The Psalmist does not stop with this request. The Psalmist does not look at the wickedness of the world and say, “God just get rid of that.” They look within. The Psalmist takes a deep breath and then says, “Search me, O God, and know my heart; test me and know my thoughts. See if there is any wicked way in me, and lead me in the way everlasting.” The Psalmist has called down Judgment on God’s enemies. They have asked God to do right and avenge those who have been hurt, all those who have had their blood spilt unjustly. They realized though, as we all must do, that the same wickedness that was in the so called, “Enemies of God,” was also in their heart.
People cry against the church constantly, “They are judgmental!” “They are hateful!” “They sit on their judgment seat and they condemn the whole world but do not look at themselves!” Imagine, if instead of fighting about whether or not they’re right. If instead of discounting the hurt which the Church has caused them, we were honest. I am judgmental. I am hateful. I sit on my seat of judgment and condemn the whole world, but not myself. Imagine what could happen.
Even now, as we hear this word we recoil back. “I know I’m not perfect, but they won’t ever acknowledge it.” Something within us will not even let us repent without being self-righteous about it. God does not want us to turn half heartedly away from our problems. God does not want us to look at the paths we are taking in life and say, “Yes I know its bad, but I’m saved aren’t I?” Because if we do that. If we just walk on our own path without really turning back to God, then we will never find God. Words mean nothing. Actions mean everything.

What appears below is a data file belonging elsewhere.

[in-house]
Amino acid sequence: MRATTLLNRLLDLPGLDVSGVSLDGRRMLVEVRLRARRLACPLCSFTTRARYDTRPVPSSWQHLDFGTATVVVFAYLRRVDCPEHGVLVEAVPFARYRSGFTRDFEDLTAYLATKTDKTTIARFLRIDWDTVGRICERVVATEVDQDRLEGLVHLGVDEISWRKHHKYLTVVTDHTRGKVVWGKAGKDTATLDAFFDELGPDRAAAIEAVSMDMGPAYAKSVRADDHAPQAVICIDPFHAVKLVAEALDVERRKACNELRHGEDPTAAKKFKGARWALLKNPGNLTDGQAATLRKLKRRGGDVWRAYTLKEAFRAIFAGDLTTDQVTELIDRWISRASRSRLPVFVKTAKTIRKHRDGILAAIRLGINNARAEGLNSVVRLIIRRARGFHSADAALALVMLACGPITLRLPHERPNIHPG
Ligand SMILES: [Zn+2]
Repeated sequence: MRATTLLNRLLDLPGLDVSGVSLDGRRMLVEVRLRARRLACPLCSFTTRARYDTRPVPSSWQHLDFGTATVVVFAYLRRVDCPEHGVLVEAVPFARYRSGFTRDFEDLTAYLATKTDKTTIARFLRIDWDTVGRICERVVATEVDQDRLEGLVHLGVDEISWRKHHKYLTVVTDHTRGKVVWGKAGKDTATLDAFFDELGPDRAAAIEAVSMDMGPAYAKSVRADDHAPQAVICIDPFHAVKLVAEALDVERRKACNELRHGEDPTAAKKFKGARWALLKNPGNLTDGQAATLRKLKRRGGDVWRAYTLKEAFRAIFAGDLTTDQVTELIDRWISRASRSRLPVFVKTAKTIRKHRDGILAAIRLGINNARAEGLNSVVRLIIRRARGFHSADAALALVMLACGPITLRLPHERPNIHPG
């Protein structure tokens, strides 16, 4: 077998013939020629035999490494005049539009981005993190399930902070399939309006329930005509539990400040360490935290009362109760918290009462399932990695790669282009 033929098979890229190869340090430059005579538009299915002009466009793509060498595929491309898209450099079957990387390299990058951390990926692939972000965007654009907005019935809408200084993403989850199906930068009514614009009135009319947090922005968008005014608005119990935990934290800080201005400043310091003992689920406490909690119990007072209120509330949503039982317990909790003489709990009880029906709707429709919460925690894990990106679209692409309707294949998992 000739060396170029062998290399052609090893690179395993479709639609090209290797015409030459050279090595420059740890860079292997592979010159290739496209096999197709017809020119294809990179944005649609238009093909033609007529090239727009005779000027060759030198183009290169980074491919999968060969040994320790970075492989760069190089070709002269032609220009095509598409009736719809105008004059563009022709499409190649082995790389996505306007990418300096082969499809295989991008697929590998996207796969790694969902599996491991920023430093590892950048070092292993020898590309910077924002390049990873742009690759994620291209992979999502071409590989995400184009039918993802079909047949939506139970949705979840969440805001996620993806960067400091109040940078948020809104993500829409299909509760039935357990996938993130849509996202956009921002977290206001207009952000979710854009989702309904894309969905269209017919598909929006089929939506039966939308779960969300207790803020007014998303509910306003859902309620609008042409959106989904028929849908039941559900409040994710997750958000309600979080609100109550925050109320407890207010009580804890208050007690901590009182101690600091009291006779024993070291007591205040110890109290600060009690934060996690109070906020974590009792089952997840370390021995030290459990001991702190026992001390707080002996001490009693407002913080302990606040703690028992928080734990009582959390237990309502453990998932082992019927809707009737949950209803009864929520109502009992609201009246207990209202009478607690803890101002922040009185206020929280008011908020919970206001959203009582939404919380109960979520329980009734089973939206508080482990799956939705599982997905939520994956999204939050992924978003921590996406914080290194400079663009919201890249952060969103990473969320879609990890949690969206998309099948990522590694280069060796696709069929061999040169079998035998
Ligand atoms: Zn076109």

God invites us to be scooped up and reshaped. The potter can take the clay and remold it, but only if the material is willing. I do not know much about pottery, but I know that a piece of clay with the wrong balance of water or of silicate will explode in the kiln. When put under scrutiny it not only destroys itself, but all those pieces around it. The material which God plucks up must be willing to be transformed, atom by atom if necessary, so that it can be conformed to the goodness which God has set aside for it.
We do not like a wrathful God. We should not like a wrathful God, because any honest person who hears of one knows that their head should be on the chopping block. A God of wrath will not spare you simply because you know that they exist, nor because you pay lip service to them. A God of wrath would want you wholesale, would want you to ask yourself honestly what in this life is important.
I’ll be quite honest that this month is going to be one of scrutiny for us. Today we talk about repentance, next week about judgment, then about how God will lift us up, then about what it really means to mourn, and finally what it means that God is our king. This month is brutal in how the scripture will speak to us, this month is not going to be gentle. This month is not, however, going to be hopeless. There is never a time that we will meet together and leave without hope.
The hope which remains today and everyday is this. That God, the potter of our lives, was not content to destroy the vessels he made. God instead took on one such vessel. God became like one of us, and when God told us the way ahead of them was one of love and peace, we shattered him. That vessel was put together again though, and we who fought against the call of God are the same people now offered to be transformed ourselves. We must repent and be transformed, each and everyone of us, but the promise remains. One will follow the other. Repentance is not the end, it is the beginning of something new, something better, something abundant. Turn back, foreswear thy foolish ways, be born again in the Spirit of Christ. – Amen.